Shatara Michelle Ford: Yeah I do, although it’s a little more disparate than that. I grew up in a first generation middle class family who had left the rural and suburban poor, and made their way to the suburbs of St. Louis, Missouri. My parents more than anything wanted me to get a good job so I could buy a house. It didn’t matter if I cared about it, it didn’t matter if it was doing something greater, because that’s not the point. I understand where that comes from when you come from poverty, but I can only say that in hindsight as a 33-year-old. I think that’s more of where it came from for me. The reason why I’m a filmmaker is because my dad watched movies every day. They were just on all the time, and we went to the movies every Friday night, and then to some chain restaurant afterwards. I had a very extensive and deep relationship with cinema, yet it was never something that I was allowed to consider as a job.
I wrote screenplays and I was into movies, but in the back of my mind I knew it was never a viable path. So, I kind of gravitated towards journalism, and political science, and went to college thinking that I was probably going to be a lawyer. Further into college I thought that public policy seemed to be a thing that I was going to do. Then I thought that maybe I should be in academia and that I should teach, and that’s when I started to pull together the intersections of all of these different disciplines I was very interested in; politics and sociology, with policy kind of underneath, and cultural studies, media studies, ethnic studies kind of stuff.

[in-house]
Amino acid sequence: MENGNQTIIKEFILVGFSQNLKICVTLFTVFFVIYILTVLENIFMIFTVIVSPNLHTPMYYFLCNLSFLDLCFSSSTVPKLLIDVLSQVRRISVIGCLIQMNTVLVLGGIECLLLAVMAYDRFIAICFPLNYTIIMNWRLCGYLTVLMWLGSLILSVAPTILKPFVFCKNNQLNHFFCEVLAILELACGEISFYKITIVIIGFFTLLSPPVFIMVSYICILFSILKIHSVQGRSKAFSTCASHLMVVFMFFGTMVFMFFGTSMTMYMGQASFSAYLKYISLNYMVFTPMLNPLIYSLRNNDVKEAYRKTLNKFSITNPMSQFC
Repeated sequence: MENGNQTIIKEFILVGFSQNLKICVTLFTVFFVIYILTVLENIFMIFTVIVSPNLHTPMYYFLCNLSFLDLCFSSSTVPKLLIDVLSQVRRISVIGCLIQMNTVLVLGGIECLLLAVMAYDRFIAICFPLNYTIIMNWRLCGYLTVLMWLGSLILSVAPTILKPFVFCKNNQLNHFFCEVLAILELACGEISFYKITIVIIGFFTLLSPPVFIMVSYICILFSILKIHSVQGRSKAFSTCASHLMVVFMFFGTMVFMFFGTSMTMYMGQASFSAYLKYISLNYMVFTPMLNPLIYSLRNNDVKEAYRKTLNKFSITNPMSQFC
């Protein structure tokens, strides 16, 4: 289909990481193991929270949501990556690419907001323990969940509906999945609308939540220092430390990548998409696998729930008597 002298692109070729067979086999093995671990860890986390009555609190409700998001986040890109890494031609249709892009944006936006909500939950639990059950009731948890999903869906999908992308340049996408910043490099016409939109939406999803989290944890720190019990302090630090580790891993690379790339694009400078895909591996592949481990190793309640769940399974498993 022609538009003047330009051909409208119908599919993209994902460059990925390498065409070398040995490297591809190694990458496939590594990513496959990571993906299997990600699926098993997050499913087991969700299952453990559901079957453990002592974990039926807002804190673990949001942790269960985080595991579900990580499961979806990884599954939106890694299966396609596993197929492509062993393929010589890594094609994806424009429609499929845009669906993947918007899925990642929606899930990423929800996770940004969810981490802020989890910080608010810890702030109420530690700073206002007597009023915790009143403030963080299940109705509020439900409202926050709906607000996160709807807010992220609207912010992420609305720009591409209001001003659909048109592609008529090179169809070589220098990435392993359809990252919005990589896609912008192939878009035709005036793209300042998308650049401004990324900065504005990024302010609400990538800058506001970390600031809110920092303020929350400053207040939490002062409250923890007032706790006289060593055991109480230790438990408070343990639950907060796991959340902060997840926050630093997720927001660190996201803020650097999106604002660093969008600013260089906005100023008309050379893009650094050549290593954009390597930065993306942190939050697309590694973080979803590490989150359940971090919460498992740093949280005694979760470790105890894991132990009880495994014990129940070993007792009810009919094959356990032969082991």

I took a screenwriting class in my senior year of college, and my professor was like, “You know, you should probably be doing this for real for real”, and I was like, “That’s a thing?!”. So that kind of changed my trajectory, and I got my MFA. However, I was still committed to having a “real job” because I didn’t think that this was a “real job”. So, for me that struggle is more related to not following your passion, and not following the thing that speaks to you, as opposed to not helping.
MB: It’s a very complex mixture of ideas, and sometimes you have to struggle to follow your passion, but if you can do it, then it’s worth it. Back in 2017, you had written a script called Queen Elizabeth that had gotten on the Black List, which one imagines would have opened a lot of doors for you. However, you still had to put In so much of your own money to make this movie, taking out loans, getting credit cards, and more. When the movie started playing, it won awards in places like the New Orleans Film Festival, and later Kino Lorber came on board to distribute it. Did that feel like a validation that this is something you could be able to make a career out of?